Academic Director (Research Training)
Swinburne University of Technology
I am a Senior Lecturer at Swinburne University of Technology (Melbourne, Australia), and I have my PhD in Social Psychology (Queen’s University, Canada). My research sits at the intersection of Psychology and the Law. My main focus is on eyewitness memory and identification procedures. I am interested in the factors that influence eyewitness identification decisions and/or recall, how eyewitness evidence is used by decision-makers (e.g., jurors, lawyers, judges), as well as how this evidence should be presented in court to reduce the risk of wrongful convictions. In terms of teaching activities, I convene a large first-year Psychology unit and teach into other undergraduate Psychology and Criminology units. In addition, I am Co-Director of a Forensic Psychology Volunteer Research Assistant Program, which gives high-achieving undergraduate students an opportunity to gain hands-on experience collecting data, engaging with research participants, and managing research projects. I supervise Honours students’ research projects, in addition to supervising Masters and PhD students. I talk with students at all levels about Open Science whenever I get a chance, and I am proud to say that all of my research students are preregistering their studies and sharing their data. One of my PhD students and I are thrilled to be involved with the Psychological Science Accelerator’s Face Perceptions Around the World study.
I am also the Academic Director (Research Training) for the School of Health Sciences. I oversee approximately 200 postgraduate research students, from reviewing their applications through to submission of their theses. As someone familiar with the North American education system, I was surprised by the complete lack of coursework for postgraduate research students in Australia. I am concerned that our students are not getting the best training possible, so I used this administrative role as a conduit for change. I created a student-led association (HDR–HeSSA; Higher Degrees by Research¬–Health Sciences Student Association), which hosts monthly symposia, writing retreats, and networking sessions. The symposia are designed to further their knowledge of advances in the field, which gives me an opportunity to speak about Open Science practices. Of course, both the students and the supervisors need to be aware of these issues, so I also gave an Open Science training session to research supervisors in our Faculty of Health, Arts and Design. To continue the conversation online, I started a series of semi-regular posts called “Open Science Fridays,” where I share relevant resources and articles with the HDR students and supervisors. As a testament to my efforts (and those of a few passionate like-minded colleagues), our Department of Psychological Sciences has embraced Open Science as its departmental research vision.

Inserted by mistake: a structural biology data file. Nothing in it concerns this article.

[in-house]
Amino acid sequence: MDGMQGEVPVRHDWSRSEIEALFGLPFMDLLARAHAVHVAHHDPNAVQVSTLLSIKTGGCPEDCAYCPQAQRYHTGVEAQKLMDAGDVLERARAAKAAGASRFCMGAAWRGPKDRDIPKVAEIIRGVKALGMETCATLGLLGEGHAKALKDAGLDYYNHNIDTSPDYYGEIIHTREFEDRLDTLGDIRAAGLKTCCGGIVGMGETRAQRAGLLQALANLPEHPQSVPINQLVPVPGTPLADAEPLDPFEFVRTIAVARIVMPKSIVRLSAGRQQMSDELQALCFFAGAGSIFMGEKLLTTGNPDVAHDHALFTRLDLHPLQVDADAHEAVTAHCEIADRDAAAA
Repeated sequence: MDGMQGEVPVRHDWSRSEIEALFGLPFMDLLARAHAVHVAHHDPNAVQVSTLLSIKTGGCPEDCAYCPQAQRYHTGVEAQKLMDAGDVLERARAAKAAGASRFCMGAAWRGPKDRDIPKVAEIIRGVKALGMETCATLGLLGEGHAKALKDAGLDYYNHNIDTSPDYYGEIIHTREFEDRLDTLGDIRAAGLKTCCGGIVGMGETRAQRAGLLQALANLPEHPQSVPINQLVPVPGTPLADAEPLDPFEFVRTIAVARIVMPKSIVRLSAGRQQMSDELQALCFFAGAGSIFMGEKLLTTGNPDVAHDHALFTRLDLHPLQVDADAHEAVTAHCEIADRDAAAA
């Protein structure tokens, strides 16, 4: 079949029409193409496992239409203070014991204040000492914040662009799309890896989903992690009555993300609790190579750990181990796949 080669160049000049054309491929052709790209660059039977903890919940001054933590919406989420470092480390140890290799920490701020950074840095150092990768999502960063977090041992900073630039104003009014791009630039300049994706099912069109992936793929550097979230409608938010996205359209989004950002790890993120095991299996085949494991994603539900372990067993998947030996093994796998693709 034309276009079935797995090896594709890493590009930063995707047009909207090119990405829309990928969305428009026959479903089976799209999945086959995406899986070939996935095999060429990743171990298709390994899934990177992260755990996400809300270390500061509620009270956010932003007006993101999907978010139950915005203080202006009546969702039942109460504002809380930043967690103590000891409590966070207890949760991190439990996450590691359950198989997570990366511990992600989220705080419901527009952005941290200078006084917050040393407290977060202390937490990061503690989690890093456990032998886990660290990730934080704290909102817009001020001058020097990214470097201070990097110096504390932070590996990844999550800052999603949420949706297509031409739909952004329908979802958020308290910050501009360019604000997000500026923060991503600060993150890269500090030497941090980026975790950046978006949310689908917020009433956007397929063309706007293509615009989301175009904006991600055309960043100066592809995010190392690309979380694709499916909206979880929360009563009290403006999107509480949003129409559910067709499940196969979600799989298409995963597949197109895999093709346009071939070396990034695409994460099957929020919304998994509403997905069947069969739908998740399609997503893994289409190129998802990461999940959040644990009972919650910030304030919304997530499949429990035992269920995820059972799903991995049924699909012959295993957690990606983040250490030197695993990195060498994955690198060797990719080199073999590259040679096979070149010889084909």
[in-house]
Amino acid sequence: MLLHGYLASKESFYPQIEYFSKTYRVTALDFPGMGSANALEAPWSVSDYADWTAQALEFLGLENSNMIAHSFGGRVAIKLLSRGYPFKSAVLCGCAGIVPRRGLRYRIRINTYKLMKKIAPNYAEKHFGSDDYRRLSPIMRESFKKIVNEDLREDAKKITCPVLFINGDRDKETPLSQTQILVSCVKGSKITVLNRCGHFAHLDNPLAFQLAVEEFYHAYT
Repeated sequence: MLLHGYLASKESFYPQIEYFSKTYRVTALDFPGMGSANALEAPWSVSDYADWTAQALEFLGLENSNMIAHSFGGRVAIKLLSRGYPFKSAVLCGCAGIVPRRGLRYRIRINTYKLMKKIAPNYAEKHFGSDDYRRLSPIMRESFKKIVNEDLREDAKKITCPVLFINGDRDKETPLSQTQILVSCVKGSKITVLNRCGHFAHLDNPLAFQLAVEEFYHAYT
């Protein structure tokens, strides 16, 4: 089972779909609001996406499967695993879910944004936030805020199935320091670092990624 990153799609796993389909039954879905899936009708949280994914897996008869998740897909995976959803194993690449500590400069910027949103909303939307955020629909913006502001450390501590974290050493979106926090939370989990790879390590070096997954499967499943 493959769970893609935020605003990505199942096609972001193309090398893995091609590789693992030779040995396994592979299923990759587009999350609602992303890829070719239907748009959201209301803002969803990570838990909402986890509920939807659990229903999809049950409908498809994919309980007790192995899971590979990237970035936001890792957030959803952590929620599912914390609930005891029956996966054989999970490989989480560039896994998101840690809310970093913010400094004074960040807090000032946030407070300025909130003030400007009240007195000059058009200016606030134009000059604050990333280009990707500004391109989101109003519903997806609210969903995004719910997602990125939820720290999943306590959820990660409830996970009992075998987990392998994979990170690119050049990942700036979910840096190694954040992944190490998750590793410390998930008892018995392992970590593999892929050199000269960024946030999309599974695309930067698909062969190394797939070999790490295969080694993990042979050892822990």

Understanding that our university needs a more sustainable and far-reaching model for embracing methods to increase transparency and reproducibility, I convinced Swinburne’s Deputy Vice-Chancellor (Research and Development) to create the Swinburne Open Science Task Force. This task force (of which I am an active member) is leading four key activities: (1) surveying researchers in all disciplines about their current Open Science practices, attitudes, and barriers; (2) identifying current institutional efforts to facilitate, incentivise, and train Open Science practices; (3) summarising best practices for key priority areas; and (4) making recommendations for an implementation strategy that encourages and supports Open Science practices at Swinburne.
I have presented about my engagement activities at the First Australasian Open Science Conference (University of Queensland; Sept, 2018) and at the Credibility Revolution session hosted by the Interdisciplinary Meta-Research Group (University of Melbourne; Nov, 2019). I have also co-organised two multi-day international events: the First Psychology & Law Open Science Conference and the Second Annual Open Science Meeting (IGDORE; Ubud, Bali; Feb, 2019). I am one of the organisers for the upcoming Australian Interdisciplinary Meta-Research and Open Science (AIMOS) conference (Nov, 2019). Finally, I am a member of the Australian and New Zealand Open Research Network (ANZORN) and a member of the steering committee for the Melbourne Open Research Network (MORN).